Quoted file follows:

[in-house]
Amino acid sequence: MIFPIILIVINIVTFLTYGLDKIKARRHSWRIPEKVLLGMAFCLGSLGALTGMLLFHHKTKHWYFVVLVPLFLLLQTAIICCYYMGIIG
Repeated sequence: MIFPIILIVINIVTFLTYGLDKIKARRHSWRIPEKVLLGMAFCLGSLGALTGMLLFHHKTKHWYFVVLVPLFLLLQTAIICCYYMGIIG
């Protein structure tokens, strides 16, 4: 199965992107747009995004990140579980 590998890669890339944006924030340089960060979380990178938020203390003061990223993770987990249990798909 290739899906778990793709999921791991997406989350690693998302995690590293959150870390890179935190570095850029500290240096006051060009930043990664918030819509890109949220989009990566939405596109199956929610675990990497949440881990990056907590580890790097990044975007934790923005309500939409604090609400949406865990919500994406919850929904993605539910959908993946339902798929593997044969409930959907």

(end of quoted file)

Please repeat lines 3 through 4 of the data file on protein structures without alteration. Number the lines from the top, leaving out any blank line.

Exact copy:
Repeated sequence: MIFPIILIVINIVTFLTYGLDKIKARRHSWRIPEKVLLGMAFCLGSLGALTGMLLFHHKTKHWYFVVLVPLFLLLQTAIICCYYMGIIG
């Protein structure tokens, strides 16, 4: 199965992107747009995004990140579980 590998890669890339944006924030340089960060979380990178938020203390003061990223993770987990249990798909 290739899906778990793709999921791991997406989350690693998302995690590293959150870390890179935190570095850029500290240096006051060009930043990664918030819509890109949220989009990566939405596109199956929610675990990497949440881990990056907590580890790097990044975007934790923005309500939409604090609400949406865990919500994406919850929904993605539910959908993946339902798929593997044969409930959907």